All false truths and historical inaccuracies aside, The DaVinci Code is a well-made and fast-paced thriller that will certainly be remembered (if not only for the controversy it caused). Concerning the controversial nature of the plot, I think it's important to keep in mind what Roger Ebert said: "Yes, the plot is absurd, but then most movie plots are absurd. That's what we pay to see." If you take it as pure entertainment, the film is an enjoyable and exciting (not to mention arguably classic) adventure.
A truly epic film. The English Patient seamlessly blends together two interwoven storylines that take place in separate timeframes. The romance between the two leads (Ralph Fiennes and Kristin Scott Thomas) is wonderfully believable; they both bring a fascinating depth to their respective characters, and the interactions they have with each other. The locations are breathtaking; the desert is shown to be beautifully barren, and full of a complexity which manifests itself in the triumphs and trials of the main characters. Although the film's plot is slow, it's done so in a deliberate, gentle manner; it moves steadily enough for the viewer to connect with the characters.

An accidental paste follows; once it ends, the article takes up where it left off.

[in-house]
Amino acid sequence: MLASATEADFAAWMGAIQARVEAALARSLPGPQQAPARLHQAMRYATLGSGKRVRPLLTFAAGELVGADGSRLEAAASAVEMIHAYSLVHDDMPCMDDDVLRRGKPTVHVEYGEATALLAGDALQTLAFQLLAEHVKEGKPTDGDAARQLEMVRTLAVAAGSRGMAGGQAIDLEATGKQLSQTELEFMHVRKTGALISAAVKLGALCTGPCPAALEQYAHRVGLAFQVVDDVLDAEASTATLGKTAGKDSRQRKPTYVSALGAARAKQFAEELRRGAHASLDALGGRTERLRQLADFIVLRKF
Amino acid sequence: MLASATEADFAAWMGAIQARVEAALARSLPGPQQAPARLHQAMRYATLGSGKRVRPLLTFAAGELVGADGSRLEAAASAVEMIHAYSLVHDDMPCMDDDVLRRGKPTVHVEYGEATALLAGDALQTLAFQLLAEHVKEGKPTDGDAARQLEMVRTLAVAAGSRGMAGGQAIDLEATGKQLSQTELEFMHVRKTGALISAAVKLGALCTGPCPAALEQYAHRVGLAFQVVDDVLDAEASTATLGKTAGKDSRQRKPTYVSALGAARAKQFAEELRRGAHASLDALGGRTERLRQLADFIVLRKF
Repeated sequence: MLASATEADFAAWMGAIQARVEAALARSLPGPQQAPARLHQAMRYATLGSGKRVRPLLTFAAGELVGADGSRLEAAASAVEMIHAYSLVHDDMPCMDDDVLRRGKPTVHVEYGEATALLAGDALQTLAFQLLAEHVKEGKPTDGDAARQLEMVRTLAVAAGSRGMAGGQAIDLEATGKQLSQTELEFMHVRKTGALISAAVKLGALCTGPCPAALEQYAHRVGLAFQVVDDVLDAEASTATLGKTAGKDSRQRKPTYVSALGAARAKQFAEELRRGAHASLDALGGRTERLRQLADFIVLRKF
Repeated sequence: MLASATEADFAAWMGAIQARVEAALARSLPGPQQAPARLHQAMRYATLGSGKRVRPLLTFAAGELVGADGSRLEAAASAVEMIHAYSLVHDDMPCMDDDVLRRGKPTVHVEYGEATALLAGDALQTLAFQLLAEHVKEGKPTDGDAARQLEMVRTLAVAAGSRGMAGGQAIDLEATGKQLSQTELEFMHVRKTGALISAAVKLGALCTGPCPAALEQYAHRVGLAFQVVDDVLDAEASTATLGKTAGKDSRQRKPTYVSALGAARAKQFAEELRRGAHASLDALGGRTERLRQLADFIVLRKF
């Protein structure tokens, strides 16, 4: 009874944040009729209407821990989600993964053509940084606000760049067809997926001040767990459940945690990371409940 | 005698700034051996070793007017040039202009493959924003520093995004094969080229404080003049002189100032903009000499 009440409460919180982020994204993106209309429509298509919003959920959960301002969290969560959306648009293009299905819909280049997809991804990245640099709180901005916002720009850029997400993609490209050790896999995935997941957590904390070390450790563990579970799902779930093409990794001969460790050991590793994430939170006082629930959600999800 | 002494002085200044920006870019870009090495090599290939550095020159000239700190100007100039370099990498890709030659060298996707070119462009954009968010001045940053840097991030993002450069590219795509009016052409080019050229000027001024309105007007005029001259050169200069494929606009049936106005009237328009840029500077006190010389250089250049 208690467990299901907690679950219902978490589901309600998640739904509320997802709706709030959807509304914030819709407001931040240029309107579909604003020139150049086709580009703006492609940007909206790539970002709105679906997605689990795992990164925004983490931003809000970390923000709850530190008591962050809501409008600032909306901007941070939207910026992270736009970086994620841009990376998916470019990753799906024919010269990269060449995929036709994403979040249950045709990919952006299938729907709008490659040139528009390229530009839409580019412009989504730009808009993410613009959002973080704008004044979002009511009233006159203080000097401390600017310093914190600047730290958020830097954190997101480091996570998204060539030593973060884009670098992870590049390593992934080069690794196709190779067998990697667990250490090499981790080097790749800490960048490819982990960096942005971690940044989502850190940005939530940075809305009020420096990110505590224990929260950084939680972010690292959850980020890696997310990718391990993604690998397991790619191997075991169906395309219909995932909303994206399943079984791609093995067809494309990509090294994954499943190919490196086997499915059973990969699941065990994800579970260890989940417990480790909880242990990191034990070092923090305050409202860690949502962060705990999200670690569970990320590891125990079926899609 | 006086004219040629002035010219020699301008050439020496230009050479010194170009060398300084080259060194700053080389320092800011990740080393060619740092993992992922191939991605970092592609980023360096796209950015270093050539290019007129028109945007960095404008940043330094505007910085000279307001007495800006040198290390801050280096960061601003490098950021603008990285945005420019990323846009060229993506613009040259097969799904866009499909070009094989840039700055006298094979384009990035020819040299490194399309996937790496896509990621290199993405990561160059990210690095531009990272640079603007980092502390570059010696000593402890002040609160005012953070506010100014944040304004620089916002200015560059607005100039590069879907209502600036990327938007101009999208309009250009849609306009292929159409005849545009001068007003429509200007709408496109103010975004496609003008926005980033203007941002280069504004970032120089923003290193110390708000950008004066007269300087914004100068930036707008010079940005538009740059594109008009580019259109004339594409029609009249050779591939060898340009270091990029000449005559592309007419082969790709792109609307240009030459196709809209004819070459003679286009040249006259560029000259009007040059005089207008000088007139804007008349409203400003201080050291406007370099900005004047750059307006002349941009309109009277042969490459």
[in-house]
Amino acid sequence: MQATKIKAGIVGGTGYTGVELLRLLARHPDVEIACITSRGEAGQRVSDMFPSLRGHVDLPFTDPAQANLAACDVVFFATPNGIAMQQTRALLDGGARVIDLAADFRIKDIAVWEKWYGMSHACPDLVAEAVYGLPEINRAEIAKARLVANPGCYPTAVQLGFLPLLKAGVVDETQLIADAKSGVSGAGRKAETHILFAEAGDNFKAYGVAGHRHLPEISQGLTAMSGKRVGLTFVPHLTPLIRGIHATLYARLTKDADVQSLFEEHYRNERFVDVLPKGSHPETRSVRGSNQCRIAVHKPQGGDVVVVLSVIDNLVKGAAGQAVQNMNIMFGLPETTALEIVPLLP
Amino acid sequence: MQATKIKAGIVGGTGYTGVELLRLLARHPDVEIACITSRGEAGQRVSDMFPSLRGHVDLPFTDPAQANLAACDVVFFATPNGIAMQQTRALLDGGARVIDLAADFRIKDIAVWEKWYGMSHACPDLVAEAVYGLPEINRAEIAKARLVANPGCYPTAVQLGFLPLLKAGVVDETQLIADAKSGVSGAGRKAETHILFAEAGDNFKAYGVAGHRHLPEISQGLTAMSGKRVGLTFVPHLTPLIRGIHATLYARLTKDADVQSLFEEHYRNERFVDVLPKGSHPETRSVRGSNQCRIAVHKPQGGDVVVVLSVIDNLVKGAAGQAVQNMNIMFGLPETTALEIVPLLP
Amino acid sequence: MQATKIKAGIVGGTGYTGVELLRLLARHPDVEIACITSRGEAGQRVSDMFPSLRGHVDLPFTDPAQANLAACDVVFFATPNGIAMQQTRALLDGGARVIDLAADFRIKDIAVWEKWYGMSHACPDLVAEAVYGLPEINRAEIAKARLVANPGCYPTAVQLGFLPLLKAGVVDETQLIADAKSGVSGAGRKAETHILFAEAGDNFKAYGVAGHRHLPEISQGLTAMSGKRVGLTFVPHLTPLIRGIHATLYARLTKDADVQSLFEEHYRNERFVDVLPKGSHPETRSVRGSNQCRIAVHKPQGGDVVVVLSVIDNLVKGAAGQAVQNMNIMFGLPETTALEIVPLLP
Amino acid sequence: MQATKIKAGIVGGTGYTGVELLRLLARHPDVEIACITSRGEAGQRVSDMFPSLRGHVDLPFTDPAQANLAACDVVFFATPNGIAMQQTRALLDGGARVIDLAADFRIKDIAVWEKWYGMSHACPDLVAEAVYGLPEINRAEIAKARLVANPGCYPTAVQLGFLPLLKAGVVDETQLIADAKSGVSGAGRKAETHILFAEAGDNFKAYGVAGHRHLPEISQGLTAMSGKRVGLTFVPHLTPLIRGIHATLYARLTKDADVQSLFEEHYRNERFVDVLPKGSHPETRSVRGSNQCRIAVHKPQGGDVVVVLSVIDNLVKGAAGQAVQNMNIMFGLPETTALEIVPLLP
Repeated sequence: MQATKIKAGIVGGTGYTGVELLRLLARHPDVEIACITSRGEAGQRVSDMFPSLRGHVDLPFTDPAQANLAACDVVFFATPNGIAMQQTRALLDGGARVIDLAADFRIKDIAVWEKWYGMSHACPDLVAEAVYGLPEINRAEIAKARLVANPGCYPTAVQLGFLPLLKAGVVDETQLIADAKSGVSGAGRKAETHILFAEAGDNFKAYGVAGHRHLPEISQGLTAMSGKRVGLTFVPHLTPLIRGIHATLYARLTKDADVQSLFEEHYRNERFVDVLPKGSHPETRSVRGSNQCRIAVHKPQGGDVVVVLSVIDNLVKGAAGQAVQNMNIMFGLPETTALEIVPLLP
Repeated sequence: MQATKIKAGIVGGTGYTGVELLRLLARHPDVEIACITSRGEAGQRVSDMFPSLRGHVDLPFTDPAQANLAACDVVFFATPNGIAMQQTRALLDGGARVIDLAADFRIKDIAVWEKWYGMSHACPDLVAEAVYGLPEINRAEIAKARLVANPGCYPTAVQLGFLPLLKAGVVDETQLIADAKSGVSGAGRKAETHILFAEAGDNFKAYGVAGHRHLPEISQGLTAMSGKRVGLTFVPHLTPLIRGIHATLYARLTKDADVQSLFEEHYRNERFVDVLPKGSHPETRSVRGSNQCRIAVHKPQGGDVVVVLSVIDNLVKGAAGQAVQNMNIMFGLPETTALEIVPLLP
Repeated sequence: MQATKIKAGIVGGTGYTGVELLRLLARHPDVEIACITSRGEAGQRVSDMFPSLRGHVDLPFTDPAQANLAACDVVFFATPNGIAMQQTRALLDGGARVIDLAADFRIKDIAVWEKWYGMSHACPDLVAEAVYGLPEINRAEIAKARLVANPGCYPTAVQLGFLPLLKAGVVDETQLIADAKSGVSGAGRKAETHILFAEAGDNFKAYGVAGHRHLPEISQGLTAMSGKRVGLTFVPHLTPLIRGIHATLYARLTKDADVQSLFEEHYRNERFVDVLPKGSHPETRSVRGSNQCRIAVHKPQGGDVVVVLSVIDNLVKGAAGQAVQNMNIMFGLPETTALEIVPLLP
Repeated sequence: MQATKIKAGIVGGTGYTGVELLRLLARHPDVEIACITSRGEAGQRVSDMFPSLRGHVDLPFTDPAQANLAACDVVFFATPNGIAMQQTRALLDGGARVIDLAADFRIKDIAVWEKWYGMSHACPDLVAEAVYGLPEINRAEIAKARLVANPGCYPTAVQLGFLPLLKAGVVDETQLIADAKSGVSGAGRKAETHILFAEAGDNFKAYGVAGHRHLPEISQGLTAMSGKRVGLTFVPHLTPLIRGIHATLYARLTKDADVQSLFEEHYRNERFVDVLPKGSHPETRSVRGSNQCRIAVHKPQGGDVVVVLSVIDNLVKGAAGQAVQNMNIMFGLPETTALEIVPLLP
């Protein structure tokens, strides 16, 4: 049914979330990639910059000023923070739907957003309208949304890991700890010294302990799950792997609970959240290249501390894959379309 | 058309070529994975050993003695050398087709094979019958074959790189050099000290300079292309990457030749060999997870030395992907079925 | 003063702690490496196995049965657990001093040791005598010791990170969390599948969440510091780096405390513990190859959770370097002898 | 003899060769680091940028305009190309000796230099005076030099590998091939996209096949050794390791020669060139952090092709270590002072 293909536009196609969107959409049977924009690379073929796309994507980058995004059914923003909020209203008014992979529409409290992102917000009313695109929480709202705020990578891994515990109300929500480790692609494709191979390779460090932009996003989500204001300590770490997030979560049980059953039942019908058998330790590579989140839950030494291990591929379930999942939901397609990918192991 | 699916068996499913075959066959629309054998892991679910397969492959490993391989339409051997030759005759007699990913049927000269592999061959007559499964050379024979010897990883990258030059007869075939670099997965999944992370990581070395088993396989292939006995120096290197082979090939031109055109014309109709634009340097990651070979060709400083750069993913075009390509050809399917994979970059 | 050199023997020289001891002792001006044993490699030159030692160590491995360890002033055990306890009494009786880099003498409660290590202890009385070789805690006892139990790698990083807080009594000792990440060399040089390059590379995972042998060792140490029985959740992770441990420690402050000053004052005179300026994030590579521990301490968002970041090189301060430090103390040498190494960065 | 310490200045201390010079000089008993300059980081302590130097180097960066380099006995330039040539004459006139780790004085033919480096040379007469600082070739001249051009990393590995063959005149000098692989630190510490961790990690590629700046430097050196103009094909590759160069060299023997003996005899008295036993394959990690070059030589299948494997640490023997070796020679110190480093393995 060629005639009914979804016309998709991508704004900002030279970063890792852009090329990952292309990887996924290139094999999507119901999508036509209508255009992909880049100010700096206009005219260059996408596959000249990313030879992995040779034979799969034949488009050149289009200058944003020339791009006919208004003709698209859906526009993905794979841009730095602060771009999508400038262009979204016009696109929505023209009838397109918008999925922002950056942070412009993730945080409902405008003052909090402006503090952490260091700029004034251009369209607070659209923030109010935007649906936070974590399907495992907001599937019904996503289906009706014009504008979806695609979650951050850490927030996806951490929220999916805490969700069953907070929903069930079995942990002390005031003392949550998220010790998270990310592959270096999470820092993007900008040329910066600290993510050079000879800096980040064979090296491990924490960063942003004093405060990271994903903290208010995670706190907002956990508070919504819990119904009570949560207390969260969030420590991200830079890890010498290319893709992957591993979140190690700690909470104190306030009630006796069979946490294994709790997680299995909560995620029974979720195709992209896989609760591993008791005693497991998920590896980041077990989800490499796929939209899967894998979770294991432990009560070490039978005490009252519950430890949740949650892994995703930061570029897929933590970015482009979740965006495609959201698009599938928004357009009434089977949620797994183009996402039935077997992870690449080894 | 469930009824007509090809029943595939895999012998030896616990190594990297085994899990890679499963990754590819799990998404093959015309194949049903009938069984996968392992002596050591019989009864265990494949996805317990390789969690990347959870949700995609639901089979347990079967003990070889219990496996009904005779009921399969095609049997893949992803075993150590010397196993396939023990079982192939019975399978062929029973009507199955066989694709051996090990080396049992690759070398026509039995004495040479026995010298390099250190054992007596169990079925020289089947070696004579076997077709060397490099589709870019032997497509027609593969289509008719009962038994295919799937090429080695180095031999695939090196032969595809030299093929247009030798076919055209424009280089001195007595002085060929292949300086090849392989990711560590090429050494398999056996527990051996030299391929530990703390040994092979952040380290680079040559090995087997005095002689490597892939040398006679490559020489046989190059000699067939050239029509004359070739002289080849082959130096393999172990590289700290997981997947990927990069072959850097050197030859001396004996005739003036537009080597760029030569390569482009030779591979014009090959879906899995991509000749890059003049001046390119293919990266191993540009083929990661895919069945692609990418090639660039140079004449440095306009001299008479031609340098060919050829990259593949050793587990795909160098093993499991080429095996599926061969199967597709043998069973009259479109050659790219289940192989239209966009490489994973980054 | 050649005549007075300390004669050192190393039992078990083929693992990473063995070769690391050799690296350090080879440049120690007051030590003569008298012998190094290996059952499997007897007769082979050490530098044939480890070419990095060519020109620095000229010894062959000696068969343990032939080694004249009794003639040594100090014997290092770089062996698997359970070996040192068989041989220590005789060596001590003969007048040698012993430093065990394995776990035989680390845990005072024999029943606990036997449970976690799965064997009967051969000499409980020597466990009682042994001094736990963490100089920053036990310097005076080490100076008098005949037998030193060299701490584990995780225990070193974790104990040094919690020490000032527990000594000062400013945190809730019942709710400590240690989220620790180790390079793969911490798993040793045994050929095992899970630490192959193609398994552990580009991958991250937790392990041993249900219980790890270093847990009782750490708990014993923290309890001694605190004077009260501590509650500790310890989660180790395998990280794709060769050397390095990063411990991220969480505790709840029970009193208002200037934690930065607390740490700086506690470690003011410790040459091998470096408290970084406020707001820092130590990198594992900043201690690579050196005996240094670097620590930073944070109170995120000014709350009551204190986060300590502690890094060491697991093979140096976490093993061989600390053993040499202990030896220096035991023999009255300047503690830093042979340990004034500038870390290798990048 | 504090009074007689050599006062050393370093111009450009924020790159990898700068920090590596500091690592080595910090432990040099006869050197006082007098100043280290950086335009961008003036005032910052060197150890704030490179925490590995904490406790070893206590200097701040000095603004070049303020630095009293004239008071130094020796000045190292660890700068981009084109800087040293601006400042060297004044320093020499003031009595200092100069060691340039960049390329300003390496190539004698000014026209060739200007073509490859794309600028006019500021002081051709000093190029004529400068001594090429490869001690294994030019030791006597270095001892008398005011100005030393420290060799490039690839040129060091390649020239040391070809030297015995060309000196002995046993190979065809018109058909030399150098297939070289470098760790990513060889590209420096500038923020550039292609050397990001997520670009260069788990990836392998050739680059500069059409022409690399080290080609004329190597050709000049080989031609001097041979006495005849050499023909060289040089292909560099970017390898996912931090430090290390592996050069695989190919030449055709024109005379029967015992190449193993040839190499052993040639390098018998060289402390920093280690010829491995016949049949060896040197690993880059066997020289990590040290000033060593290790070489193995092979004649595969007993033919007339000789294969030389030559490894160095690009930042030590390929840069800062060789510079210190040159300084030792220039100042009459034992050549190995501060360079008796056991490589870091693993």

Dismissed by many as just a convoluted and slimy shocker, this is one of John Carpenter's best films (still not available on Region 2 DVD!)and amost 15 years later it's even more relevant than it was in 1995. Imagine if Stephen King or Dean Koontz or James Herbert books started driving the readers crazy and that the author had gone missing. What if you wrere a private-investigater hired by the author's desperate agent to seek him out and find out what the hell was going on. And what if you found him in a strange and spooky vilage in the middle of nowhere and the villigers were all mad? shake up that mix with loads of H P Lovecraft, Sam Neill as the sceptical p.i. and blend it with some pre-apocalyptic imagery and you have an intelligent horror movie that when viewed in this post 9/11 era is actually quite disturbing.